Over the last several years, many Chinese companies, with the assistance of underwriters including WestPark Capital, engaged with reverse mergers with public shells, enabling the companies to trade on U.S. exchanges without going through the regulatory scrutiny entailed by an IPO.   These transactions gave the companies access to U.S. capital markets, but also subjected them to U.S. law, including the requirement to file financial statements audited by a PCAOB-registered firm with the SEC.

Eager to profit from the booming Chinese economy, many smaller North American firms held themselves out as having Chinese capabilities.  With the assistance of local Chinese accounting firms that did the actual fieldwork, the U.S. firms issued a series of unqualified, “clean,” audit opinions.

Starting in 2010, the PCAOB started to crack down on registered audit firms doing business in China.  In a March 14, 2011 report  about accounting and auditing standards at Chinese companies that have conducted IPOs in the U.S. or that have become U.S. publicly traded companies through reverse mergers, the PCAOB a number of factors that may undermine the ability of audit firms to complete their audit functions completely or effectively.

MaloneBailey, identified in the PCAOB report as the U.S.-based firm with the most Chinese reverse merger company clients, was also the subject of a negative PCAOB inspection report dated February 24, 2011.  This inspection report stated that “[i]n some cases, the deficiencies identified were of such significance that it appeared to the inspection team that the Firm, at the time it issued its audit report, had  not obtained sufficient competent evidential matter to support its opinion on the issuer's financial statements.”  In my experience, reports containing such findings are routinely referred to the PCAOB enforcement staff for prosecution.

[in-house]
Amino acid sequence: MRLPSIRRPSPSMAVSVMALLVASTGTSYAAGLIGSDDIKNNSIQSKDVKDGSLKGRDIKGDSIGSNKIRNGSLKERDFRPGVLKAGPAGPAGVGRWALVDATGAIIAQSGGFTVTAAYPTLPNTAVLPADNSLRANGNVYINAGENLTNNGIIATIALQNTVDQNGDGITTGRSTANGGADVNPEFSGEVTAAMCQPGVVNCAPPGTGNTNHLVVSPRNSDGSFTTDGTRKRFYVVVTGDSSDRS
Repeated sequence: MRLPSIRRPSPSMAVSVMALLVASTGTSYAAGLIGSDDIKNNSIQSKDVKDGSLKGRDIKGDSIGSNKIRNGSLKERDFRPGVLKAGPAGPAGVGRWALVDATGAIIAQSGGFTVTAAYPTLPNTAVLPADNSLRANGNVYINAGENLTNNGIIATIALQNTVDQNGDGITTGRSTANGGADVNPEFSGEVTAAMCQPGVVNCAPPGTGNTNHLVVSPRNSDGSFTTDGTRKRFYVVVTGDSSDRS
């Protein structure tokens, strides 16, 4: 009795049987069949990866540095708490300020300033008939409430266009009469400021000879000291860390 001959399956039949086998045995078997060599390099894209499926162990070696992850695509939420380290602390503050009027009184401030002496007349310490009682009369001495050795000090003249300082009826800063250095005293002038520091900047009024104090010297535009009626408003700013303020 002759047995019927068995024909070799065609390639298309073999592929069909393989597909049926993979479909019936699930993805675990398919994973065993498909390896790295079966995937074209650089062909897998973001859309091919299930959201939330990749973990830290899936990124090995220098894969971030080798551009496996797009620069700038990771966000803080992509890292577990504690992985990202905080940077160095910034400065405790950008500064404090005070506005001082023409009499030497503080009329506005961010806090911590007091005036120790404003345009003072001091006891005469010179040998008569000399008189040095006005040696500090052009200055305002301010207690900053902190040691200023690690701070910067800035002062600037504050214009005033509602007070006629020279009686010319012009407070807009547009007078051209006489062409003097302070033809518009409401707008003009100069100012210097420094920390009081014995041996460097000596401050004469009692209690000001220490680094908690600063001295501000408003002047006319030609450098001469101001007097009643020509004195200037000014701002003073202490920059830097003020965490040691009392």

In apparent reaction to the risks presented by its Chinese clients,  during the spring of 2011, Malone Bailey  resigned as auditor for NIVS Intellimedia Technology Group, China Intelligent Lighting and Electronics, and China Century Dragon Media and accused these companies of fraud.  As a result, the audits of the companies’ financial statements were not completed in time to enable the companies to file Forms 10-K for their 2010 fiscal years.   All of the companies were required to launch costly internal investigations, are in the process of being delisted from various exchanges and are besieged by SEC investigations and shareholder lawsuits.  The SEC recently instituted stop order proceedings against China Intelligent Lighting and China Century Dragon Media Inc. on suspicion of accounting fraud.

None of these companies have yet restated their financials or disclosed the results of their internal investigations, so it is unclear whether MaloneBailey’s allegations have merit.  Only time will tell whether the firm, having failed to detect fraud in prior periods it audited, reacted appropriately to indications of impropriety observed as the result of more stringent audit procedures, or simply threw its Chinese clients under the bus to improve its standing with the PCAOB, to the great detriment of these companies and their shareholders.